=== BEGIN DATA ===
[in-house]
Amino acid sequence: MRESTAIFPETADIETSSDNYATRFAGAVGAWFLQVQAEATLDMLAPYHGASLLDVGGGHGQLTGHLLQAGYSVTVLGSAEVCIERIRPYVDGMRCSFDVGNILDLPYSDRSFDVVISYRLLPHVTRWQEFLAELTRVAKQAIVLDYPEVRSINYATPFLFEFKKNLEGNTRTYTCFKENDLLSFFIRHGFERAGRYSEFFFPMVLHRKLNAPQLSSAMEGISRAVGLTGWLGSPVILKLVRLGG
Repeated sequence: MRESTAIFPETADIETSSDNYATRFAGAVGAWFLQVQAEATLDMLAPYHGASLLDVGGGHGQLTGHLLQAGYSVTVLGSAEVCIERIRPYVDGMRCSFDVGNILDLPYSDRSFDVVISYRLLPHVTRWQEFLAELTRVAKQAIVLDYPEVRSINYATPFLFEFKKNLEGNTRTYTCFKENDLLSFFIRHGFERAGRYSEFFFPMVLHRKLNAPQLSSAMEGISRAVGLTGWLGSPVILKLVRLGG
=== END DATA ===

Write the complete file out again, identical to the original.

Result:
[in-house]
Amino acid sequence: MRESTAIFPETADIETSSDNYATRFAGAVGAWFLQVQAEATLDMLAPYHGASLLDVGGGHGQLTGHLLQAGYSVTVLGSAEVCIERIRPYVDGMRCSFDVGNILDLPYSDRSFDVVISYRLLPHVTRWQEFLAELTRVAKQAIVLDYPEVRSINYATPFLFEFKKNLEGNTRTYTCFKENDLLSFFIRHGFERAGRYSEFFFPMVLHRKLNAPQLSSAMEGISRAVGLTGWLGSPVILKLVRLGG
Repeated sequence: MRESTAIFPETADIETSSDNYATRFAGAVGAWFLQVQAEATLDMLAPYHGASLLDVGGGHGQLTGHLLQAGYSVTVLGSAEVCIERIRPYVDGMRCSFDVGNILDLPYSDRSFDVVISYRLLPHVTRWQEFLAELTRVAKQAIVLDYPEVRSINYATPFLFEFKKNLEGNTRTYTCFKENDLLSFFIRHGFERAGRYSEFFFPMVLHRKLNAPQLSSAMEGISRAVGLTGWLGSPVILKLVRLGG